Greater Prairie Chicken – Konza Prairie Preserve, Kansas

This was not a new bird for me but I did want to improve on my previous photos.  Back in April 2007, I had travelled to Missouri to see these birds on a lek at the Dunn Ranch.  I’d had problems with my brand new Sigma lens.  I didn’t have a backup and most of the photos were blurry.

This time I travelled to Manhattan, Kansas, to the Konza Prairie Biological Station. This native tall grass preserve is in the Flint Hills area of NE Kansas and encompasses over 8600 acres.  They run tours Thursday to Sunday from March 22nd to April 21st.  Reservations are required on a first-come-first-served basis.  I contacted KPBS via email, for general information about viewing Greater Prairie Chickens at konza@ksu.edu and spoke to Jan Evans (785-587-0381) to set up a date for viewing.  For a very reasonable fee of 25$, you can get access to the blind.

Next morning April 15th, I got turned around leaving the hotel (road construction and GPS confusion) and was in panic mode for a few minutes.  After a bit of high speed driving to get back on track, I met docent Chod Hedinger at 5:30am and introduced me to Brent Gordy who drove me to the viewing blind.

The blind holds about 8 people and has viewing ports, there are soft mats for you to sit on.  On this day the birds were fairly close (within 50-100 yards), binoculars were fine but having a scope along is a good idea.  If you want photos, space is limited and I wouldn’t really bring anything bigger than a 300 mm lens (with converters) on a tripod.  It can be very cramped, with limited movement front to back for the big 600 or 800’s but really depends on the number of people.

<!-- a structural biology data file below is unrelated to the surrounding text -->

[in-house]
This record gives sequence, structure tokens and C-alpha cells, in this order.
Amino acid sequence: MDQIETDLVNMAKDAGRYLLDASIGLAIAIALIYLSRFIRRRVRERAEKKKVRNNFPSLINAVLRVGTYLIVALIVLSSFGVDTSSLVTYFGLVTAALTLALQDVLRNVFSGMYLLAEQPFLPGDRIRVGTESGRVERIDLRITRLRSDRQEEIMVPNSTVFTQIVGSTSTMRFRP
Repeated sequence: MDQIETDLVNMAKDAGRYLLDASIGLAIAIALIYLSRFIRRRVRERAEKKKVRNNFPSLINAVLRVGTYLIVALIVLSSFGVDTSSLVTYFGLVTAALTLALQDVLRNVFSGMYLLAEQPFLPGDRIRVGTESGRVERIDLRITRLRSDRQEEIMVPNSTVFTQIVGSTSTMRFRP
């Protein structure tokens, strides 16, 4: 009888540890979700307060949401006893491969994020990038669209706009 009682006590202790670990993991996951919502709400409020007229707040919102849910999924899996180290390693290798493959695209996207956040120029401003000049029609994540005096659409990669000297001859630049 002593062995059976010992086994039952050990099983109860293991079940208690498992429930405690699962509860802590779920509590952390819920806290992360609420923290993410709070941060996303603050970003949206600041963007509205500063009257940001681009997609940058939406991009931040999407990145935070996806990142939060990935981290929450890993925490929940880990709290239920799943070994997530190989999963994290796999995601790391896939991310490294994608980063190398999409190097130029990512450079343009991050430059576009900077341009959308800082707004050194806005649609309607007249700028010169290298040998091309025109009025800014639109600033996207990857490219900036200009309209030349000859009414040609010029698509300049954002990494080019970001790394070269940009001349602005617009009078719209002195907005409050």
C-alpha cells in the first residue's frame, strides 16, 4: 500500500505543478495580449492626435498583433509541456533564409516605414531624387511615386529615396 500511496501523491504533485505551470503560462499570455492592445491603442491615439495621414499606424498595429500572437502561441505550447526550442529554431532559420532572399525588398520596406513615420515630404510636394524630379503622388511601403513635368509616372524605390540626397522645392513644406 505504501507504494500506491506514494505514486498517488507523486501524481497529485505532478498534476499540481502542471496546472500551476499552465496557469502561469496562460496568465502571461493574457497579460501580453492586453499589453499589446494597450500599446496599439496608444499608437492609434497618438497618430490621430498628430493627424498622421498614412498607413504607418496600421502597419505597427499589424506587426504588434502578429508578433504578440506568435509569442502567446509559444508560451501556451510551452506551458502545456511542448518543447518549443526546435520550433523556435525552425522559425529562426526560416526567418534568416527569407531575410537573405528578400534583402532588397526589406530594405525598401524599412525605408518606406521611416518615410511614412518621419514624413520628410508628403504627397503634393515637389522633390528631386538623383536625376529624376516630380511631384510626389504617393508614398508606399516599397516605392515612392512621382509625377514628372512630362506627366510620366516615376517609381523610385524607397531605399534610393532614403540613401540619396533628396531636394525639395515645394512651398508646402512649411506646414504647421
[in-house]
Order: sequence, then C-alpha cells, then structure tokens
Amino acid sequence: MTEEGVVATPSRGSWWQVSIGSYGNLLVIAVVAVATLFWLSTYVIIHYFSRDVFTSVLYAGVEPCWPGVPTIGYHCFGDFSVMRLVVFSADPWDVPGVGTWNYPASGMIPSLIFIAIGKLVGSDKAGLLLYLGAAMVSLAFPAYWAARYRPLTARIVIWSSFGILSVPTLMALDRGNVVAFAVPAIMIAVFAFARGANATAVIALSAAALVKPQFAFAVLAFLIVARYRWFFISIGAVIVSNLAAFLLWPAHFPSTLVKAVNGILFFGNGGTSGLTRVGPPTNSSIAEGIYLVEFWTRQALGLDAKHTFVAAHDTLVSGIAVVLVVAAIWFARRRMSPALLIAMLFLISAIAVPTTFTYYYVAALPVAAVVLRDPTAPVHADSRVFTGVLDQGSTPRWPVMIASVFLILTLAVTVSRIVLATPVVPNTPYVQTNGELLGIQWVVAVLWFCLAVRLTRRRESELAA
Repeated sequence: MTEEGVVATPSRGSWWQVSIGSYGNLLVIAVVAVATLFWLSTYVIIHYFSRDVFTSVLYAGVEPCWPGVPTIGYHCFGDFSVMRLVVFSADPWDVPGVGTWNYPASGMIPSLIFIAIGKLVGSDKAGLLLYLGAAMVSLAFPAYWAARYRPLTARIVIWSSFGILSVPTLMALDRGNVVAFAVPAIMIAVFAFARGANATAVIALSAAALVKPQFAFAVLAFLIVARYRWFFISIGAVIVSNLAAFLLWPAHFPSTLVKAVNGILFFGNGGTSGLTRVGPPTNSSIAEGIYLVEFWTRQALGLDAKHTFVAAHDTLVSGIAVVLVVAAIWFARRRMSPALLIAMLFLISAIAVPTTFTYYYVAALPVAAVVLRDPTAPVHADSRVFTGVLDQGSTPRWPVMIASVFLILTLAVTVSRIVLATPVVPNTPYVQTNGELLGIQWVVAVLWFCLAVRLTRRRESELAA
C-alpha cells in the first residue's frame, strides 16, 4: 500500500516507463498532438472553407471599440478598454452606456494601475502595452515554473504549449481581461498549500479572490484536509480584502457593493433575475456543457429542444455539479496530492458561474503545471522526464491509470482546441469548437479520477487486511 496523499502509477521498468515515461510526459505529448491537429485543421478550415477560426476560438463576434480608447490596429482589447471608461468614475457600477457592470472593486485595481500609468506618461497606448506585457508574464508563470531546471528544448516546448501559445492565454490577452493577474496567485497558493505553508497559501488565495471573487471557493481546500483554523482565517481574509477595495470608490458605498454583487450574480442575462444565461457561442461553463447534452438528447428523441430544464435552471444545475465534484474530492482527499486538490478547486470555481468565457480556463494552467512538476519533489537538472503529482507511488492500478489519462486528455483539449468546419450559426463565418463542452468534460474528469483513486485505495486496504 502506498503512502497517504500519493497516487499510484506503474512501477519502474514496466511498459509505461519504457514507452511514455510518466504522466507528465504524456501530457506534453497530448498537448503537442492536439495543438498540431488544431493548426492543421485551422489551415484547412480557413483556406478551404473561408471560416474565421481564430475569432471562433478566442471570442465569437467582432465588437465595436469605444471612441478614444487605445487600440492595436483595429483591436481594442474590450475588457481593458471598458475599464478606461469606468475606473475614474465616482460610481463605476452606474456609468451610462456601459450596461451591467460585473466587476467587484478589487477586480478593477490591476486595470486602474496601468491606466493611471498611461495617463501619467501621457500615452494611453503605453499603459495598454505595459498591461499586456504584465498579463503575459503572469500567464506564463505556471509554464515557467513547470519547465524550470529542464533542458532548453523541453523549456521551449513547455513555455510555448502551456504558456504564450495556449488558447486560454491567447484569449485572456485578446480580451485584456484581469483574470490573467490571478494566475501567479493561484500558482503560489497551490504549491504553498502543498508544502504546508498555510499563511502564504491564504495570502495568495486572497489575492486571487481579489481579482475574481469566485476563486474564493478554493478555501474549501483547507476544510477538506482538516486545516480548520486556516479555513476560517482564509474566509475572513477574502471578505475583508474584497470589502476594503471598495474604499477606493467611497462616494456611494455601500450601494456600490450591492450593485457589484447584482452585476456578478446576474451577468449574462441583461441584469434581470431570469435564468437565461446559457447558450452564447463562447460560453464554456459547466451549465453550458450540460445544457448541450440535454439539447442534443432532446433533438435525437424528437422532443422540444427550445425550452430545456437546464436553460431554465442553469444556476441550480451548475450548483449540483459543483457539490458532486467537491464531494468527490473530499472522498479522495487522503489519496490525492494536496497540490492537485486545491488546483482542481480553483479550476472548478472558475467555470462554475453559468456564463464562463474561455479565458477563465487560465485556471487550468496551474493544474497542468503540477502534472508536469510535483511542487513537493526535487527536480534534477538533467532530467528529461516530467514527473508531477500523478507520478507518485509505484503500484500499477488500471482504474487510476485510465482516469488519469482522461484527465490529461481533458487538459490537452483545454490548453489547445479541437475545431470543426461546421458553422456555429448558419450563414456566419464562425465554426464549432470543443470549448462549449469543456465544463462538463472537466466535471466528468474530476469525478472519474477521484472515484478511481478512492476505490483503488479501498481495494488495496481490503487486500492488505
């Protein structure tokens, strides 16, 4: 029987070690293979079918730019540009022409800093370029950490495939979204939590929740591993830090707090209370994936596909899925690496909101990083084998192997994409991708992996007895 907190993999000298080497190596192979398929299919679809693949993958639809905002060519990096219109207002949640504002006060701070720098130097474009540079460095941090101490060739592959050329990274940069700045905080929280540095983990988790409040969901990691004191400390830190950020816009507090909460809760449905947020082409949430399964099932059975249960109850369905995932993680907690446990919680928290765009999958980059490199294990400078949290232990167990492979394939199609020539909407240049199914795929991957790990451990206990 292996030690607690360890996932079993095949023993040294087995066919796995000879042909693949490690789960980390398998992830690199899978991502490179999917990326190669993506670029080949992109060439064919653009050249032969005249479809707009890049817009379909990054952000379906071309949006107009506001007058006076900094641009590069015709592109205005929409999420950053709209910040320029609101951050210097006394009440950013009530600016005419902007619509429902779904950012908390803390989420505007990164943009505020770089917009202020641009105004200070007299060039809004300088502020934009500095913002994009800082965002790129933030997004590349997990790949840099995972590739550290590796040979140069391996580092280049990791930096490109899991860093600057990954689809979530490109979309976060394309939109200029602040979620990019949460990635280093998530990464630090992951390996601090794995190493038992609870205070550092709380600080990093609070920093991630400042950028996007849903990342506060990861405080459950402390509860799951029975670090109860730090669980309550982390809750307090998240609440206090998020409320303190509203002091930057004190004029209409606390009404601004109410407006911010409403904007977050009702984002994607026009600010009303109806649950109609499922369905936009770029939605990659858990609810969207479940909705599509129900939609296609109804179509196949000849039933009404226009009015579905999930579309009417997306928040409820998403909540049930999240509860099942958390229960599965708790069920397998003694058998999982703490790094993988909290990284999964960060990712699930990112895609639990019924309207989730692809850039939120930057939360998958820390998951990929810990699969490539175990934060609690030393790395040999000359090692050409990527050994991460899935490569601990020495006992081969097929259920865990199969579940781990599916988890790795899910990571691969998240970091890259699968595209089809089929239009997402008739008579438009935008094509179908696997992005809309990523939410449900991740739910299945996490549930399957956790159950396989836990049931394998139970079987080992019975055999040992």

The wait wasn’t really very long, after 5 minutes we heard the birds calling and then started to see movement.  The birds strutted, danced, stamped their feet and inflated air sacs on the side of their necks for almost 2 1/2 hours as they try to attract females to mate and continue to do so until the females lose interest and leave.

As soon as the sun came up I knew getting a decent photo would be tough, the grass had been control burned, the ground was all black, heavy clouds blocked the light.  Low ISO went out the window and I started at 25000 ISO and worked my way down to about 4000 before the birds left.  The photos I was able to get were grainy and the action images were blurred.  What I did get was much better than back in 2007.

ISO: Camera Sensitivity, the lower the light the higher the ISO needs to be to capture details but the higher your ISO, the grainier the image.

The images below show a few species, I saw on the drive from the airport and the Manhattan, KS and Lek photos.  Chicken images are the best I could get and imagine I will go back but allow more time.

These birds are not in trouble yet but they are in direct competition with Ring-necked Pheasants who sometimes lay their eggs in Prairie Chickens nests.  The pheasant eggs hatch first, the prairie chickens leave the nest thinking their young have hatched and the Chicken eggs die.  Too much rain or not enough are about equal a threat. Rain drenches the chicks and drought destroys food sources the chicks need to survive.

Kansas has the largest population of Greater Prairie Chickens with many fine viewing and photo, opportunities

Get out and see them, well worth it.

TurkeyVulture

UplandSandpiperC

RedbelliedWoopecker

PChicken2013E

PChicken2013

GreaterPrairieChicken(Female)

Greater Prairie Chicken

I wish to thank Konza, Jan Peters,  docents Chod Hedinger and Brent Gordy for this great opportunity.

I will be back….Ciao for now

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